Radiesse Is Already a Versatile Filler. Now It’s Being Diluted and Used to Tighten Skin All Over the Face and Body.
Radiesse vs. diluted Radiesse—what’s the difference?
A little refresher course on Radiesse: unlike hyaluronic acid (HA)–based filling materials like Juvéderm and Restylane, Radiesse works by stimulating your body to make collagen, the protein that plumps skin and keeps it smooth. The filler is made up of microspheres of calcium hydroxyapatite (CaHA), a substance also found in bones, that are suspended in a gel.
Like HA fillers, Radiesse works immediately to improve the treated area. But over time, the gel is fully absorbed, and the body metabolizes the CaHA microspheres, leaving behind your own natural collagen, which lasts for 18–24 months.
Depending on how much Radiesse is diluted, the material has a mild volumizing effect, at best. Instead, it creates the equivalent of a gel mesh. This initially holds an area tauter, but over time, it acts primarily as a biostimulator to improve the tone and texture and even tighten skin leaving it most commonly used in the cheeks, neck, and chest in patients who have severe “solar elastosis,” or damaged collagen and elastin from sun exposure.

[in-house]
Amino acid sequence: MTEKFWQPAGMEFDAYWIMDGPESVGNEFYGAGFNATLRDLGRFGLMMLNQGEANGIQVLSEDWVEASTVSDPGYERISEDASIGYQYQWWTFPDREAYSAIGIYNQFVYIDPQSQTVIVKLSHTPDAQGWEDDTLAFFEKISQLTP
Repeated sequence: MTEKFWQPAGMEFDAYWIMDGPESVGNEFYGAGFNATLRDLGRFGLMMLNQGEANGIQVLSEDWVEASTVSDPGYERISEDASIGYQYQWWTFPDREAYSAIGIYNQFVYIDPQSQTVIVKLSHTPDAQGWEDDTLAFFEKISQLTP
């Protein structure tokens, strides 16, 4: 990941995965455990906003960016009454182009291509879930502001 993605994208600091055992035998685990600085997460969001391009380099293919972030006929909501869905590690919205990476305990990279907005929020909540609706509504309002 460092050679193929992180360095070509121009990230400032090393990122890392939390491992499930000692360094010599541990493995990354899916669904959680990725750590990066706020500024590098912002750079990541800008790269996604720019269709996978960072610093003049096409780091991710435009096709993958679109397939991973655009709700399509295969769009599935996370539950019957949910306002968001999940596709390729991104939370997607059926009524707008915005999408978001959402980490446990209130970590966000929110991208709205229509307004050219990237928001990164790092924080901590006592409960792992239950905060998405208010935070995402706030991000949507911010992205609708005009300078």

WHY DILUTE RADIESSE?
With diluted Radiesse, there is a lower risk of infection. In fact, most experts administer Hyperdilute Radiesse with a cannula, which will minimize or eliminate downtime and bruising.
Hyperdilute Radiesse lasts even longer than regular Radiesse. If you’re looking for long-term, natural-looking volume, choose diluted Radiesse instead of the original filler.
Typical Radiesse filler is too thick for thin, crepey, or delicate skin, but Hyperdilute Radiesse can fill thin skin seamlessly without leaving any lumps or bumps.